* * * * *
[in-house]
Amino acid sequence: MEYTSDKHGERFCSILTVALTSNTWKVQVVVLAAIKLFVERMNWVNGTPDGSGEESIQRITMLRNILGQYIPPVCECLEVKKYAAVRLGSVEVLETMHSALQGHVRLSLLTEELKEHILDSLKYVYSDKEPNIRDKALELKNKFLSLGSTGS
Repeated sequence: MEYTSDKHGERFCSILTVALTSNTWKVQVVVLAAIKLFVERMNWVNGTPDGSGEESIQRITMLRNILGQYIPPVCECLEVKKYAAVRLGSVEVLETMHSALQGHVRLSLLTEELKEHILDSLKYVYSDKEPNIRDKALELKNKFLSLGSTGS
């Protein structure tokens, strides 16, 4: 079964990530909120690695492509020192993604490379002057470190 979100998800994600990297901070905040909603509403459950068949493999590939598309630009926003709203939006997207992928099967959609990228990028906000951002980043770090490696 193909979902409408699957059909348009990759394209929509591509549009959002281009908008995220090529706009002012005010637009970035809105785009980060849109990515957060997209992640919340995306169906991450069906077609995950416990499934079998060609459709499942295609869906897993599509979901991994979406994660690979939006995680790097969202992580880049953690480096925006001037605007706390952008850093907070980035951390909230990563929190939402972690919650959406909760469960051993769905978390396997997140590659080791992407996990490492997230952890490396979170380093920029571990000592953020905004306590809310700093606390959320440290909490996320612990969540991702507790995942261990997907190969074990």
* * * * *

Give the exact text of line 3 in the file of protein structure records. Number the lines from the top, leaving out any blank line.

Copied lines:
Repeated sequence: MEYTSDKHGERFCSILTVALTSNTWKVQVVVLAAIKLFVERMNWVNGTPDGSGEESIQRITMLRNILGQYIPPVCECLEVKKYAAVRLGSVEVLETMHSALQGHVRLSLLTEELKEHILDSLKYVYSDKEPNIRDKALELKNKFLSLGSTGS